Raising heart health awareness on the tennis court

Raising heart health awareness on the tennis court
Vinnie Cannariato (left) and Port resident Dave Kerpen. (Courtesy of Dave Kerpen)

When Port Washington resident Dave Kerpen first met Vincent Cannariato several years ago as part of an entrepreneurs group, they bonded over tennis. Every Tuesday from 10 p.m. to midnight, Kerpen, Cannariato and others would gather to square off on the court.

And then one Monday last January, a day before he was supposed to play Cannariato, Kerpen received a phone call.

“I got a call that he had died, and I thought it was a joke at first,” Kerpen said. “I couldn’t believe it. He had heart issues, but his doctor had cleared him to play tennis.”

Cannariato was only 50 when he died from a heart condition. In the months since he died, Kerpen decided to hold a charity tennis tournament to raise awareness for men’s heart health.

“Vinnie’s situation was more serious than we thought, and I think that’s the case for a lot of men,” he said. “A lot of men feel like they are healthy and not realize they have a heart condition.”

The first annual Vincent Cannariato Open will be held at the Village Club at Sands Point on Monday. There will be men’s and women’s singles as well as mixed doubles. The suggested donation for tennis sign-up is $200 per person and matches begin at 1 p.m.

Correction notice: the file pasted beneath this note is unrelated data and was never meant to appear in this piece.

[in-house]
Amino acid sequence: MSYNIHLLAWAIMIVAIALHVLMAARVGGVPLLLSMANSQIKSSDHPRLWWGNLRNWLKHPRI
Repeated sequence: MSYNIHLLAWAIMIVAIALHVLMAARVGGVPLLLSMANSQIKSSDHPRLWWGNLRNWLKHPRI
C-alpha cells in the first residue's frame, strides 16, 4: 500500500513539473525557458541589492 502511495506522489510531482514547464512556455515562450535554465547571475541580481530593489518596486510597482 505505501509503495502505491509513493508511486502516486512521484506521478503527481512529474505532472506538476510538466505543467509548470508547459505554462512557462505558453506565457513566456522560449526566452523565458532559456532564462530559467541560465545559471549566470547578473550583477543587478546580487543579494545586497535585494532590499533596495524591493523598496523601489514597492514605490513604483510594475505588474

For those who cannot play tennis — or who will be working on Monday afternoon — a dinner will be held at the Village Club later that night. The suggested donation for dinner attendees is $100 per person.

Kerpen said that he wasn’t sure what to do after he lost his friend. He wanted to hold a fundraiser but was unsure how to put a plan into action. He said it was his daughter who finally inspired him to do something.

“The Port for Parkland fundraiser was what pushed me over the edge,” he said, referring to his daughter Charlotte’s fundraiser in March that raised more than $27,000 for families who lost children in the Parkland, Florida, mass shooting. “If my daughter can raise the money, then I can do this for my friend Vinnie.” 

Kerpen said he was unable to find a suitable charity for men’s heart health, so he is working with St. Francis Hospital in Roslyn to raise awareness.

He said his goal is to raise $10,000 and then double that number each year. He said the response so far has been encouraging.

“We will have people that knew Vinnie and those who did not,” he said. “The town has responded well and it makes me proud to be a resident of Port Washington.”

For more information, visit vinniesday.com.

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